I have myself had some original thoughts about conserving AC usage, but usually when I get enough info from professional sources on the subject, I see some fatal flaw in my invention. Better to either research thoroughly first, or slap together a 1st trial version and be ready to scrap the idea if it disappoints (or re-do it). Best of luck if you try this.

    Hope this helps -- Pstu

  7. #7
    Join Date
    Apr 2005
    Location
    NE PA
    Posts
    698
    Sounds like a good idea to circulate any residual Radon in the basement throughout the house.

    paul

  8. #8
    Join Date
    Jul 2005
    Posts
    717
    [QUOTE=tecman;1495052]Sounds like a good idea to circulate any residual Radon in the basement throughout the house.

    paul[/
    ************************************************** ****
    Hey, tecman,what makes you say that? do you have any proof there actually is radon in the posters (sj22) basement?

  9. #9
    Join Date
    Apr 2005
    Location
    NE PA
    Posts
    698
    Hey, tecman,what makes you say that? do you have any proof there actually is radon in the posters (sj22) basement?
    Just a thought. There is likely Radon in everyones basement to some degree, in many parts of the country. Just too small to be a problem for many. I would have it tested, if not already done.

    paul

  10. #10
    Join Date
    Apr 2007
    Location
    Philadelphia
    Posts
    2,193
    your gonna run 4 fans in the bedrooms?? one fan in the basement?sound like alot of work.
    why not run a a/c?

  11. #11
    Join Date
    May 2007
    Posts
    7
    Paul/Tecman - there is no radon in the basement - I had tested it out

    d_griff - I have two air HVACs. The fans I mentioned are duct fans that don't consume too much electricity. May be all I need is one big fan (need not be in the duct) to push the basement air through the duct into the 4 rooms in 2nd floor. The challenge is how do I make sure that all rooms gets almost equal air from basement?

    pstu - I have an air exchanger in basement - that brings in fresh air from outside - still it is 6 degrees colder than 2nd floor.
    I do not have radon in the basement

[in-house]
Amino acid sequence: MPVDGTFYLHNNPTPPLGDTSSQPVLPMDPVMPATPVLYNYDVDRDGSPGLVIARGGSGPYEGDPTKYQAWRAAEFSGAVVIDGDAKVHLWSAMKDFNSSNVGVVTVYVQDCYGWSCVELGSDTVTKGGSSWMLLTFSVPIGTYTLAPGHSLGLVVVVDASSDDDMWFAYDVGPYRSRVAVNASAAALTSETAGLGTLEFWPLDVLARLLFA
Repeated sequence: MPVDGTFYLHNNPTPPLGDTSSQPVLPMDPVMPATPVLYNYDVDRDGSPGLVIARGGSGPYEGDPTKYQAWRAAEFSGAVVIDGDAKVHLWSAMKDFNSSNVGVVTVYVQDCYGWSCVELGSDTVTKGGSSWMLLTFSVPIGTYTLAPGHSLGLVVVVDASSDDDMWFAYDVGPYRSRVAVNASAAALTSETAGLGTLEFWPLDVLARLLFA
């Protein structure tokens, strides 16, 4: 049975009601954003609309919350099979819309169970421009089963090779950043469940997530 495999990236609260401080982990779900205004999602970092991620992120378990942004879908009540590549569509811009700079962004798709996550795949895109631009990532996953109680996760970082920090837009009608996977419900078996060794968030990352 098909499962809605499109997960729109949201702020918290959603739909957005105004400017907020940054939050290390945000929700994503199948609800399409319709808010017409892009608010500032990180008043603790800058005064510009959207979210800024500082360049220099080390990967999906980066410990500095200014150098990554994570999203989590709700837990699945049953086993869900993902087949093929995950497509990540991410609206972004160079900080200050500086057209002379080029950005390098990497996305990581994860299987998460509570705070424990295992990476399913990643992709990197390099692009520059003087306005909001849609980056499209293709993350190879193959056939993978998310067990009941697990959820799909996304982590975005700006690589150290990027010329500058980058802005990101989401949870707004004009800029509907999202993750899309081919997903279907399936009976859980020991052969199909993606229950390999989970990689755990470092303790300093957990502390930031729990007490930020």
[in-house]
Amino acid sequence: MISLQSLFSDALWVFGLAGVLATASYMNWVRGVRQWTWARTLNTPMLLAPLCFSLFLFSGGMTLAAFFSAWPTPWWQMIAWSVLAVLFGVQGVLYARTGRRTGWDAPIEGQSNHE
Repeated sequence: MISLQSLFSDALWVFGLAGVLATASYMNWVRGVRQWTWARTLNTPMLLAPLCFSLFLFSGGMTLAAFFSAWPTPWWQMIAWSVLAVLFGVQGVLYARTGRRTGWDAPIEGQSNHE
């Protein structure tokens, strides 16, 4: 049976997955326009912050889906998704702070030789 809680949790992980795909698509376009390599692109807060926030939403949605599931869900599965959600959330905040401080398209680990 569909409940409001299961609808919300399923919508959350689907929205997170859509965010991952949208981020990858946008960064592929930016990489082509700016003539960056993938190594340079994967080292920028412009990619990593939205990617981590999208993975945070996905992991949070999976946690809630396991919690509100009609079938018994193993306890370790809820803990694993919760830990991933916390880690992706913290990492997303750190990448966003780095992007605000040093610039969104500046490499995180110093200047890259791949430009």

To run the conduit from basement to 2nd floor is not difficult - I have closets through which I can shoot the duct straight to reach the attic and then do two 90 degrees to bring it right on the 2nd floor ceiling facing down

    how do I make sure that all rooms gets almost equal air from basement?


    Thanks
    SJ22

  12. #12
    Join Date
    Aug 2006
    Location
    NY
    Posts
    230
    Quote Originally Posted by sj22 View Post
    Greetings:
    I am planning to run an 8" round conduit from basement to attic and in attic - split that into four 6" conduit and take it into the middle of 4 bedrooms in the 2nd floor.
    An inline duct fan near the bedroom ceiling vent will pull and an 8" duct fan in the basement will push. I will need to figure out how to have a valve system in place so that only the valve to the 6" duct will only open when the fan on that duct works. Then I can time (take turns) to run the fans in each bedroom. Basement push fan always runs.
    This will bring the cold air from basement into the 2nd floor and keep the house cooled.

    In winter I will reverse the process so that hot air is brought down to the basement and will naturally rise again to keep the house warm (rather than escaping through the attic

    is this a good plan.

    Thanks
    SJ
    A 8" duct to feed (4) 6" outlets??!!!

    @ .1 static a 8" duct will push approximately 225 cfm. One 6" duct given the same static will push 125 cfm.

    225 cfm split by (4) 6" ducts???, ....do the math.

    Granted, most inline fans move more than .1 static, but you're not going to move adequate air flow into (4) 6" ducts from 8" main unless your fan is moving .4- .5 static.

    What's the square footage of the rooms that you're feeding? What is the temperature/RH% of the basement? The quality of the air you're drawing from the basement determines your BTU per lb of dry air. If your RH is high, your free cooling effect from latent heat of evaporation is non existence. Read a psychometric chart and see for yourself.

    I know what you're trying to accomplish. I always recommend to my customers that have basement returns, to run their fans continuously to move cooler air from the basement thru out the whole house.

    But, their basements are dry due to the fact that they have mechanical cooling to begin with, and they have the CFM capacity moving thru all the ducts, since the ducts were properly size for every room.

    I'm not trying to discourage your idea, I'm only pointing out a few tips.
    Thank you for reading, and have a nice day

  13. #13
    Join Date
    Aug 2006
    Location
    NY
    Posts
    230
    Quote Originally Posted by pstu View Post
    I think the biggest weakness of this plan is a low amount of BTUs available from the basement for heating or cooling. My amateur opinion is that is even more of a problem than duct losses or fan CFM, but nobody I know has approached this idea using measurement of heat/cool available.

    If you insist on trying this, you might consider a fan from Fantech. Look for a CFM vs. static pressure table, with decent CFM at 0.2-0.4 inch (water column) static. You will find some good numbers with Fantech and some other non-cheap brands. Panasonic makes some inline fans which meet this goal too.

    Is your air quality in the basement good enough that you want to supply that air throughout the living area?

    I have myself had some original thoughts about conserving AC usage, but usually when I get enough info from professional sources on the subject, I see some fatal flaw in my invention. Better to either research thoroughly first, or slap together a 1st trial version and be ready to scrap the idea if it disappoints (or re-do it). Best of luck if you try this.

    Hope this helps -- Pstu
    pstu,

    I agree with your post 100%
    Thank you for reading, and have a nice day